Gender Issue in 1797s The Coquette by Hannah Webster Foster Discussion

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The Coquette is an epistolary novel written by Hannah Webster Foster. It was published anonymously in 1797. The story (XXXII-XLIV) focuses on the female protagonist Eliza Wharton and her life around Boyer and Sanford. In this blog, we will focus on the insights that this novel provided towards gender in early America.

GENDER ISSUE

In letter 32 Sanford wants to break up Eliza’s relation with Boyer even though he does not want to marry her. In the last part of the letter, he wishes to find a wealthy lady that could pay for his loan. From this part, it is clear that Sanford isn’t a reliable person and he seems to be a playboy that does not worry about the consequences of his action. From this, we can tell that men are giving a lot of freedom since women cannot act like Sanford.

In letter 37, Sanford said he could put his head up, at present. This means that he wants to obtain Eliza without letting her know about the loan he has. We can see that Eliza probably still likes Sanford because he in the upper class/rich. In other words, social class is one of the main aspects of marriage.

In the next letter 38-39, Eliza clearly does not want to marry Boyer because she felt that she can’t be happy with him (Boyer is in the middle class unlike Sanford). During this period of time, female doesn’t have many choices. They do not have the freedom to choose their lover or chase the person they like. Based on Eliza’s actions, she lacks virtue.

In letters 40-44, Eliza is secretly meeting with Sanford and was discovered by Boyer. Boyer believes Eliza is unworthy to be his wife and abandoned her. Sanford who successfully breaks up the relation also went to find himself a wealthy life. Unfortunately, Eliza’s life was destroyed by Sanford because she is unwilling to accept the patriarchal ideas at the time. In other words, she is ruined because she is not following the gender norms.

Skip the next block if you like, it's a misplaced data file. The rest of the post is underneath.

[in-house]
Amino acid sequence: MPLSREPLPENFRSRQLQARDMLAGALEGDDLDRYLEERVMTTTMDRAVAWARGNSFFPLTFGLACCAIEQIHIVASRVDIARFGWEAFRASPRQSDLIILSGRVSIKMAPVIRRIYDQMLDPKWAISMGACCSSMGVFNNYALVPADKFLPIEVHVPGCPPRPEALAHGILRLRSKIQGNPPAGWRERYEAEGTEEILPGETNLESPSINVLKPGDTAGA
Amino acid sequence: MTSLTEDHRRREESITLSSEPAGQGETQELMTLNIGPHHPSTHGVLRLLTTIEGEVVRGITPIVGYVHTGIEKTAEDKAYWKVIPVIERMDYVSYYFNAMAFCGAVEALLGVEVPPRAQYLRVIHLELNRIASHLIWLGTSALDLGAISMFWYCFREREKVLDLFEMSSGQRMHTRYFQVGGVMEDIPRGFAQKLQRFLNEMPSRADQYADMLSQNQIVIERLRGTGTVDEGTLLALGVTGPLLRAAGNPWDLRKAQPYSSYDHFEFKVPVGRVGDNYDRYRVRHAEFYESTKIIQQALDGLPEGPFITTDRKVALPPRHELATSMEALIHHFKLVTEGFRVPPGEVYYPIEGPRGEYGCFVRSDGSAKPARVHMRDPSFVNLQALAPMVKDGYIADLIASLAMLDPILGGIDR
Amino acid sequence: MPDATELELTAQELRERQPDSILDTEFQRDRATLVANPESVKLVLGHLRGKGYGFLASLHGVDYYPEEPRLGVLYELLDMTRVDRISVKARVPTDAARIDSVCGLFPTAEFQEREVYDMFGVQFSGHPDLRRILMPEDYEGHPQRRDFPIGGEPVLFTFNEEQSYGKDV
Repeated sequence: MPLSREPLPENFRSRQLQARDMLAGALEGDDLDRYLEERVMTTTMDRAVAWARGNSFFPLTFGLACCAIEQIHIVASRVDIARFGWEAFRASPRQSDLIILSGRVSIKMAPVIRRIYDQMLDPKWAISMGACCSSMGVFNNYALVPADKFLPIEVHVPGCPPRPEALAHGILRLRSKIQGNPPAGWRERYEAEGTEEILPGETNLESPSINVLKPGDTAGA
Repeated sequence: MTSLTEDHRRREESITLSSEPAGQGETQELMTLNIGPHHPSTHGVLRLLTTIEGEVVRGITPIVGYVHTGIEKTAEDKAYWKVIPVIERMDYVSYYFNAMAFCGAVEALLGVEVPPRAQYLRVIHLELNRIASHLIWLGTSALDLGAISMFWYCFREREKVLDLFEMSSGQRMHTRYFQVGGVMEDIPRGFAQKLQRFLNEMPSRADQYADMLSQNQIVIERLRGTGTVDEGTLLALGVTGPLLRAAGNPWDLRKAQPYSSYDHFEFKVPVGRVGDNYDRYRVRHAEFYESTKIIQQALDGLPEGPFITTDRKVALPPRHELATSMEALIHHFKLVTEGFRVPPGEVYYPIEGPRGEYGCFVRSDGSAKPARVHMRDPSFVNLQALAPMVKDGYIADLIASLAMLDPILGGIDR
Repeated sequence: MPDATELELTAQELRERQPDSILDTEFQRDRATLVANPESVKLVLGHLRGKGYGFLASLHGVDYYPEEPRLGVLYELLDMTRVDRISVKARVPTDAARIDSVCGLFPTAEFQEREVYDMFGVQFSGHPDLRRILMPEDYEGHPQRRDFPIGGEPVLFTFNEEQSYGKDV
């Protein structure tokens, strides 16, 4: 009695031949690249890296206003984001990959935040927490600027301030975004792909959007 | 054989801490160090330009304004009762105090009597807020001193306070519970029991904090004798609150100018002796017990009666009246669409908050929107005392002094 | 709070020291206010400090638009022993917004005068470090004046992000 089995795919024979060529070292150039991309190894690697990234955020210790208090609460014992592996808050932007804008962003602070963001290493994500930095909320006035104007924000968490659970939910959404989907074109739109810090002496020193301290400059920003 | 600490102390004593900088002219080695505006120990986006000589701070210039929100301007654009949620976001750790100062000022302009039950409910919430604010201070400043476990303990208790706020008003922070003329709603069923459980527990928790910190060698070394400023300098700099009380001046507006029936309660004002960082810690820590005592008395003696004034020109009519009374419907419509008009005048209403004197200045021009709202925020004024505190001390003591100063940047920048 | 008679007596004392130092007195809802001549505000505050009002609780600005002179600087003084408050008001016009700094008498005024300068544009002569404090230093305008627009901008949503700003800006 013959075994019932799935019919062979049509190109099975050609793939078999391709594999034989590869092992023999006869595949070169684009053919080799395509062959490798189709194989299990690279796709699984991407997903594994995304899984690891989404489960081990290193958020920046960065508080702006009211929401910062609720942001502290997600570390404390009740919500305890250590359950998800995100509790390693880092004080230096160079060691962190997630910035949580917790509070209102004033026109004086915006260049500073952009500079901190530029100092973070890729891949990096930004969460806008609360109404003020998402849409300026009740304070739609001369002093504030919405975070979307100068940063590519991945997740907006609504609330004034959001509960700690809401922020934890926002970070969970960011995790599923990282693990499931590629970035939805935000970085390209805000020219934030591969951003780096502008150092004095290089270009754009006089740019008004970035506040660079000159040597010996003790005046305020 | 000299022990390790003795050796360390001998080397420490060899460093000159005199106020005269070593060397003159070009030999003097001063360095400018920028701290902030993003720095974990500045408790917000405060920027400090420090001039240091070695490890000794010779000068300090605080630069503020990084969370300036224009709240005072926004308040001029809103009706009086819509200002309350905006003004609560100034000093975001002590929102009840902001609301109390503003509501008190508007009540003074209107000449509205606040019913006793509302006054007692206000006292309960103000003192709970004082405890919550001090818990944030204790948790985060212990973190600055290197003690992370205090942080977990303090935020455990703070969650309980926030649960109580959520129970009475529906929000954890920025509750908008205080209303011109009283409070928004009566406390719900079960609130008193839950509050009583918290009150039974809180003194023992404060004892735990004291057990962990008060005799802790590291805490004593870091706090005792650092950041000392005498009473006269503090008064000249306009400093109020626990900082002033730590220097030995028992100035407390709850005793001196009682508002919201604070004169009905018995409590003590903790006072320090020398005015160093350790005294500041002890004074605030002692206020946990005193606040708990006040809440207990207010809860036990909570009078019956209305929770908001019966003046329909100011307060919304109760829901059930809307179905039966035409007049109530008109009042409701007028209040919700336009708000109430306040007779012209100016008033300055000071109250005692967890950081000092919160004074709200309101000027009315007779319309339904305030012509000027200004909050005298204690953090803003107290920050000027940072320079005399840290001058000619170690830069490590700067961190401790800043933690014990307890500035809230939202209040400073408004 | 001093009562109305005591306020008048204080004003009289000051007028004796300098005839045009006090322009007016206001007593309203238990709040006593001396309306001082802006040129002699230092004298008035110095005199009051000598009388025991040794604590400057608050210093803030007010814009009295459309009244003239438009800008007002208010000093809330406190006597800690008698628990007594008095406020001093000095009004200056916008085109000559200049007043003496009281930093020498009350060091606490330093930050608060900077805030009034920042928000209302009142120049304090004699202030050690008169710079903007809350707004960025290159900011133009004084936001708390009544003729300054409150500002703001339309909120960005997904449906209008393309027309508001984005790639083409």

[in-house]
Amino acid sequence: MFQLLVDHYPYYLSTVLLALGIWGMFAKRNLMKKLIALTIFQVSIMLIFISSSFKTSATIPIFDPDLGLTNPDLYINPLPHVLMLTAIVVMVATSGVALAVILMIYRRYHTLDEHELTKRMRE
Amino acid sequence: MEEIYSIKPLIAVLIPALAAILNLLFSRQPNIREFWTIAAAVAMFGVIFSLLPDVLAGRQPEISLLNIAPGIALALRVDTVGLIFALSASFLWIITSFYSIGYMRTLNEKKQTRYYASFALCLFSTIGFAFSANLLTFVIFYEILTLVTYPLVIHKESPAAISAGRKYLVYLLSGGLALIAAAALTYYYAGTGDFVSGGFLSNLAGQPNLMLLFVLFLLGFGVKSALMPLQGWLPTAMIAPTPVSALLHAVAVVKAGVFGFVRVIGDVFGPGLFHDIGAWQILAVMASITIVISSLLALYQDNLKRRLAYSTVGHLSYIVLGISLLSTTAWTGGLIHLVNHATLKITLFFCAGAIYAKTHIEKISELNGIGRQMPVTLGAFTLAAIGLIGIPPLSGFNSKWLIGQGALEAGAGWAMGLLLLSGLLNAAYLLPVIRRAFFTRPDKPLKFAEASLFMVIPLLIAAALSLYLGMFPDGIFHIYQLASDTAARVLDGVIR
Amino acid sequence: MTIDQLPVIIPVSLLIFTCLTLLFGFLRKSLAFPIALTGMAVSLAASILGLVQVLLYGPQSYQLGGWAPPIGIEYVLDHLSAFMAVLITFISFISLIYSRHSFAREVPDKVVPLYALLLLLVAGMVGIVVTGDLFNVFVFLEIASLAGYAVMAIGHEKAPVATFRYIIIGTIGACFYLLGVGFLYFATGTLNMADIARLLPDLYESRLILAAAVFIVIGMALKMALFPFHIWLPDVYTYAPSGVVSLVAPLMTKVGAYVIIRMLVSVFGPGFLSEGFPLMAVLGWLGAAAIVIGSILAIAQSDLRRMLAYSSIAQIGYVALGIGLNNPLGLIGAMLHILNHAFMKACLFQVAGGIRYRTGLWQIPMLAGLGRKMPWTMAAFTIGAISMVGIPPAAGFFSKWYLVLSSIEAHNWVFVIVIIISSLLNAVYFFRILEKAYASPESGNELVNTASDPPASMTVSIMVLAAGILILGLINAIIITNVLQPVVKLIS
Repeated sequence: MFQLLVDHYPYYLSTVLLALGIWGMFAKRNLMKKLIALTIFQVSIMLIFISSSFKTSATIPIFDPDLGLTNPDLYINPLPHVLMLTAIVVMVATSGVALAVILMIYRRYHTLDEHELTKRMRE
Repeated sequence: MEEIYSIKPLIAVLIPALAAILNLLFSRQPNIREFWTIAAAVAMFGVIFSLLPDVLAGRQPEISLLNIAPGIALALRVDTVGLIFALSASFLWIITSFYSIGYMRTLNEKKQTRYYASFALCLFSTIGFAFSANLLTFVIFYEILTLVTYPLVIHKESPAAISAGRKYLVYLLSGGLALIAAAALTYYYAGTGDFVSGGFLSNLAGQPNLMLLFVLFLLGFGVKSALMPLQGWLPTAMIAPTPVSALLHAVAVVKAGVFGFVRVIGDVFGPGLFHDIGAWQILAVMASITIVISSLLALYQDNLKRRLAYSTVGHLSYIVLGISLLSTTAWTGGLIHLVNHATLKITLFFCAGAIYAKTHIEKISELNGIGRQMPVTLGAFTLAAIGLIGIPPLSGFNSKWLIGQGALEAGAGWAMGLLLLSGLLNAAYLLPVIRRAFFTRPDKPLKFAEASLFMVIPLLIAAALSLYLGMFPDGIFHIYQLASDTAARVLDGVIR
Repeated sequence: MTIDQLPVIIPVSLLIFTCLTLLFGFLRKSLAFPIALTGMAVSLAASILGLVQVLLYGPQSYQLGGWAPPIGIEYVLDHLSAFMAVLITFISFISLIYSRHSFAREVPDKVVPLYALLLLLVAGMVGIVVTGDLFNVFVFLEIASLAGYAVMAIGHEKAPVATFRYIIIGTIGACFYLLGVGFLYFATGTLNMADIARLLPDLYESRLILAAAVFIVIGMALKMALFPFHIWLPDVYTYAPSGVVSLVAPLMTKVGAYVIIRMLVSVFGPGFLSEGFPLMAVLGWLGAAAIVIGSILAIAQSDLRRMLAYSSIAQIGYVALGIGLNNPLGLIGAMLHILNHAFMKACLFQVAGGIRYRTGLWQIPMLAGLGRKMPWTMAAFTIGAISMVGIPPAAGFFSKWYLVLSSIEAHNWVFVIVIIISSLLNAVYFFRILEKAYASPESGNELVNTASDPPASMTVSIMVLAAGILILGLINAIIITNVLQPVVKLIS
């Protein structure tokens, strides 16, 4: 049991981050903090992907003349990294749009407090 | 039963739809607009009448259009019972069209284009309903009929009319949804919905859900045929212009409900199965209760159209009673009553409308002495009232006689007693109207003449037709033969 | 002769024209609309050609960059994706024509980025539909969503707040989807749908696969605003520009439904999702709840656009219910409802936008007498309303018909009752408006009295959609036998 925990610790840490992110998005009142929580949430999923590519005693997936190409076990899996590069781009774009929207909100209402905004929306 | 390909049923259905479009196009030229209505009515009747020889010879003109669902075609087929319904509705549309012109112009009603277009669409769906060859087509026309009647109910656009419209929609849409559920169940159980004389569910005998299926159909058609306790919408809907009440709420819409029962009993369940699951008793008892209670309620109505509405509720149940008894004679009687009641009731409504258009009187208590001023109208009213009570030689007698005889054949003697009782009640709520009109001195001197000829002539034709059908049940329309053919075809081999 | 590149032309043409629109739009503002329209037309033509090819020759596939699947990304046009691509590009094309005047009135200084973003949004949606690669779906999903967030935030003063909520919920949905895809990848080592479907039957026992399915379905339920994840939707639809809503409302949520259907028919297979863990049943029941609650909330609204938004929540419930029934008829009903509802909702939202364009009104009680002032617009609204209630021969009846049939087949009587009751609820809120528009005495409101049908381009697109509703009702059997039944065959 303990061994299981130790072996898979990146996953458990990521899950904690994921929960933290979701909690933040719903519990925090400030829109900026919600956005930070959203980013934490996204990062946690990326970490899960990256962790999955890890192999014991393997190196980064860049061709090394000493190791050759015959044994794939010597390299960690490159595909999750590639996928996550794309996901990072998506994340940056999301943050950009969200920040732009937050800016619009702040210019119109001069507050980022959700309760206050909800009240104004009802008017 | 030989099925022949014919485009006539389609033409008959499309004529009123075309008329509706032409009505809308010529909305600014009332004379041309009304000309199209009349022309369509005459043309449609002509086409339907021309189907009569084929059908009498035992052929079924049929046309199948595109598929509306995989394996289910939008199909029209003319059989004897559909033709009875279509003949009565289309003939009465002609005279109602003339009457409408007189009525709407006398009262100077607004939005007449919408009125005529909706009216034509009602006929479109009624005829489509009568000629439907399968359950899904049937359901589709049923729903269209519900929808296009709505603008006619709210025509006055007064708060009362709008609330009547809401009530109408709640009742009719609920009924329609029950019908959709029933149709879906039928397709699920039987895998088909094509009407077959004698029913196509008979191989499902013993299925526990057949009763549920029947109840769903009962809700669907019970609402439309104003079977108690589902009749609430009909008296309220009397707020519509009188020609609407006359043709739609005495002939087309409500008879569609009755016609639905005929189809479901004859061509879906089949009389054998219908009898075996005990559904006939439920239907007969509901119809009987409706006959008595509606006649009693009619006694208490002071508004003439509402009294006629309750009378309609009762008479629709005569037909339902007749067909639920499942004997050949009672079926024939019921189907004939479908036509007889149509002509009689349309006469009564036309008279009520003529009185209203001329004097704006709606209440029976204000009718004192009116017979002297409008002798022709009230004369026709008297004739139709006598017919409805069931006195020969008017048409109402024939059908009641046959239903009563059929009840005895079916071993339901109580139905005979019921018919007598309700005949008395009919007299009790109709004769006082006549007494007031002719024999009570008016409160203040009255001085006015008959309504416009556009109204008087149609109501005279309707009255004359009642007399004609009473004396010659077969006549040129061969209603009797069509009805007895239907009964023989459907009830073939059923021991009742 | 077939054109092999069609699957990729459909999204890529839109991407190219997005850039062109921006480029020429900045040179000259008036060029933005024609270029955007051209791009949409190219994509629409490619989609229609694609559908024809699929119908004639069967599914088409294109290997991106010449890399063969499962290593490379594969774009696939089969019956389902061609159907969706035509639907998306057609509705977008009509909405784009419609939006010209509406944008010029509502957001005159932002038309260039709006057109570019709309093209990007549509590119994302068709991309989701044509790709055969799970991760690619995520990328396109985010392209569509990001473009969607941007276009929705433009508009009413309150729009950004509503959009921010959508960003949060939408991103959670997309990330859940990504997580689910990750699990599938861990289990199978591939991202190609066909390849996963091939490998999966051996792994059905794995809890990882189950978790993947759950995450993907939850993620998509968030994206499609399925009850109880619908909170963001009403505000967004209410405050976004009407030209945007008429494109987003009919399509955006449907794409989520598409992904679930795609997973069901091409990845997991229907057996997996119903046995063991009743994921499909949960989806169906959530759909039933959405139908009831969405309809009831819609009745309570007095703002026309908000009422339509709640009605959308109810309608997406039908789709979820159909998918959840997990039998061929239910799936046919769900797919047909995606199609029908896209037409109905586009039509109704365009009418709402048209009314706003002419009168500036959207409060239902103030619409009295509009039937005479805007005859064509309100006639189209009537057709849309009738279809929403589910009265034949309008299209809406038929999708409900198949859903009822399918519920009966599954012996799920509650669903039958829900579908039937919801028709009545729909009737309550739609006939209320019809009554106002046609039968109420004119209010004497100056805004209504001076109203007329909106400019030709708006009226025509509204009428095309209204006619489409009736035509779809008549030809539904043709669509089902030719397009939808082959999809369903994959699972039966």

Basically, Eliza is somehow accepting Sanford while she is supposed to stay loyal and marry Boyer. She constantly says that she is not ready for marriage while being friends with Sandford, another man. She finally regretted her actions after Boyer left, however, Boyer doesn’t accept her because of how Eliza is secretly holding a relation with Sanford.

In the patriarchal society, men who are in power believe that women should stay virtue and their life is to marry a husband. This idea shows that men do not have to face many problems comparing to women. Once a woman is found guilty of committing unvirtue action, she is basically marginalized by society. On the other hand, Sanford was able to find a wealthy wife while Eliza still has to apologize and find forgiveness from Boyer.

CONCLUSION

Unfortunately, Eliza died because she wanted the freedom of choice and independence. Because of her idea, Eliza is basically label as The Coquette, a woman who flirts. This means that Eliza is committing sin at that period of time which patriarchy rules the society.

On the other side, Sanford became poor because his wife left him. However, the only loss he faces is probably money and status. This shows that men have much more choices and freedom compared to women.

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DISCUSSION QUESTIONS

1 – How will the ending look like if this event occurred today?

2 – Besides social status, are there any other factors that depict gender/sexuality in early America?

3 – Eliza meets her ending because she continues to be with Sanford even after she was abandoned by Boyer. It is also clear that Sanford doesn’t want to marry her. How will things be different if she becomes the ideal woman after Mayor left her?

4 – Women doesn’t have much freedom at that time, however, what might happen if Eliza remains clean throughout her life?